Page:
Berger Bullet Failure at Short Range

chickm1

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Texas, by God
I've been shooting Berger 168 grain VLD .308 bullets for about a year now. I find them highly accurate out of my gun (legitimate .5 MOA), and until this weekend, one shot killers. Last year, I high shoulder shot a nice buck with them at 270 yards, and he crumpled on the spot. This Friday, I high shoulder shot a mature doe with them at 147 yards, same story. This Saturday evening, I high shoulder shot a HUGE 10 point buck at under 40 yards, expecting him to drop on the spot. He hunched up in reaction to the shot, but ran off about 150 yards before bedding down. I waited about 10-15 minutes, figuring he should be dead by now. When I climbed down out of my stand and started blood tracking him, he jumped up and ran off. I immediately stopped tracking and backed out to the woods to let him lay overnight. The next morning, two excellent trackers and I tracked him for OVER A MILE!! We found three places where he lay down, with pools of blood about the diameter of a pie plate. In one of the beds, we found the large pool of chest blood, as well as blood obviously coming out of his mouth. The bloodtrail finally petered out near a large swamp, and we gave up after five hard hours of bloodtrailing.

The shot was perfect- right where I aimed in the high shoulder. I am a Distinguished Rifleman, ranked High Master in NRA High Power, and have shot competively since 1970. The only thing I can figure is the bullet blew right through the shoulder with minimal expansion and shocking power. I welcome any comments, but I must admit I'm tempted to go back to good old Sierra 165 grain GameKings. I've never lost a single animal with Sierras that was properly hit.

Bud, I loaded the VLD Hunting bullets this year. Of 5 animals shot, I had 2 failures. One was on a huge WT buck, I shot at 150 yards. Yesterday was 6 weeks later, and I get a picture of the buck on a trail came. The buck has lost 40 lbs, and sports a wound on the exit side of his rib cage, that indicates that both lungs should have been destroyed. There was a rise in the land between the buck and me, and while in the prone position, I could not see the neck or the heart, to shoot it. I put the bullet through the lungs, as he was exiting the area, and spent the rest of the day, trying to find him. The other failure was on a sow at 110 yards. Bullet hit dead on, where the crosshairs were trained. Half way between the eye and ear, and 1" down. The bullet did not penetrate the skull, but deflected down and exited where the neck and shoulder meet. The hog hit the ground, laid for a couple minutes, then got up and ran off. I had to get my dog to find it. The bullets performed well on 2 other hogs and a cow horn spike, but 2 failures out of 5, is good enough for me to quit them. I never lost any game with the Game Kings or the Ballistic tips. I spent too much money on the Berger bullets and their book.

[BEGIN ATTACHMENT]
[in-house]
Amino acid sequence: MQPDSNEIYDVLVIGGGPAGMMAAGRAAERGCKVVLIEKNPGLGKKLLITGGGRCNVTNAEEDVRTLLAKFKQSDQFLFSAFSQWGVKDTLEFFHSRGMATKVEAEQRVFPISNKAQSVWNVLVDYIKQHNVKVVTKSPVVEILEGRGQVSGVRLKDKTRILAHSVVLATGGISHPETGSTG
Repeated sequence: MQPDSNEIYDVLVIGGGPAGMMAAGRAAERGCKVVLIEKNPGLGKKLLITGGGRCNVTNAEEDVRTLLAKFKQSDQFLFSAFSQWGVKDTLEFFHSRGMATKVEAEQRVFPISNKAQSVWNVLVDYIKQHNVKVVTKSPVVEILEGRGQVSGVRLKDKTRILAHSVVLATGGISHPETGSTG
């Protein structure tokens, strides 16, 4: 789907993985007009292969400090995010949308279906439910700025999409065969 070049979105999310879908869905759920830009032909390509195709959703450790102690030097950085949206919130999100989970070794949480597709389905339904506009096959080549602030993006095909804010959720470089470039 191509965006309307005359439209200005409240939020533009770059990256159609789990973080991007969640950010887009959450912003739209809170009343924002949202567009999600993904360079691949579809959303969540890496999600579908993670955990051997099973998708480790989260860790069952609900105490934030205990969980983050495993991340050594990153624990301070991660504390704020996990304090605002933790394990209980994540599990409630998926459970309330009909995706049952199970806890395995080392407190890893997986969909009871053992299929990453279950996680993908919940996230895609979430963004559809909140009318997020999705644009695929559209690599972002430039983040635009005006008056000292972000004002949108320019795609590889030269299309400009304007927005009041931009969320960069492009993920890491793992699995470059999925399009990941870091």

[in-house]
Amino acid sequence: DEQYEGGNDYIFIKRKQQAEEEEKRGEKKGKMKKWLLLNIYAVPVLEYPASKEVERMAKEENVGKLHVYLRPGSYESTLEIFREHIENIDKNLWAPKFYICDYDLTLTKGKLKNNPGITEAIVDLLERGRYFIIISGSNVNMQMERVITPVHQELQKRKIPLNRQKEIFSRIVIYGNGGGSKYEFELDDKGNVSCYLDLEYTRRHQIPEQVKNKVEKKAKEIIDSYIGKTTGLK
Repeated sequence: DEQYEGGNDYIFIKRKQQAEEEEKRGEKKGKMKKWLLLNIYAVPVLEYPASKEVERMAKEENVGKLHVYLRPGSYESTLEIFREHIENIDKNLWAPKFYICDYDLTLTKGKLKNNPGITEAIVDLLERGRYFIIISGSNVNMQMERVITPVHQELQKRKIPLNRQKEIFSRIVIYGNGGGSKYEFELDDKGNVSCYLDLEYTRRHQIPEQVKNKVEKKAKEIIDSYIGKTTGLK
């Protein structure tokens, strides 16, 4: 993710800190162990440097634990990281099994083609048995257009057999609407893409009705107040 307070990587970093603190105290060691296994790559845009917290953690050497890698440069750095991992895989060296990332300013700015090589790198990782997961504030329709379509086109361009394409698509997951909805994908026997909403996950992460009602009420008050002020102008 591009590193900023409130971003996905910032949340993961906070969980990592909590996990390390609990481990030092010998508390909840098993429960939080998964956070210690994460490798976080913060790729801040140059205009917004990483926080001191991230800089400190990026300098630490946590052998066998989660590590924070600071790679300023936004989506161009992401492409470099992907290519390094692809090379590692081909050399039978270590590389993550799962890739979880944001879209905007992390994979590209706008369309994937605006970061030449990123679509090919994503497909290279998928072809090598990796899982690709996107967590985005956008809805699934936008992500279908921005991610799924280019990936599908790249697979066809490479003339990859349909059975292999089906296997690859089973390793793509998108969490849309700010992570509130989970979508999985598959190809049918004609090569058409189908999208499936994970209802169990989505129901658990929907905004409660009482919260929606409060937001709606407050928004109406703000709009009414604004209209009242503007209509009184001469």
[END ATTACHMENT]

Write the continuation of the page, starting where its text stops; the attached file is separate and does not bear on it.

chickm1

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Jun 13, 2012
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198
Location
Texas, by God
Without recovering the animal it's impossible to reach any final conclusion
Not exactly true. In my case, I have a picture of a buck that I did not recover, that you can see a wound scar on the exit side of the rib cage, 6 weeks after I shot him. The bullet obviously did not expand properly. Shot was taken at 150 yards. 7mm08. 2850 fps muzzle velocity.
 

WildRose

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Feb 3, 2011
Messages
12,075
Location
N. Texas and S. Africa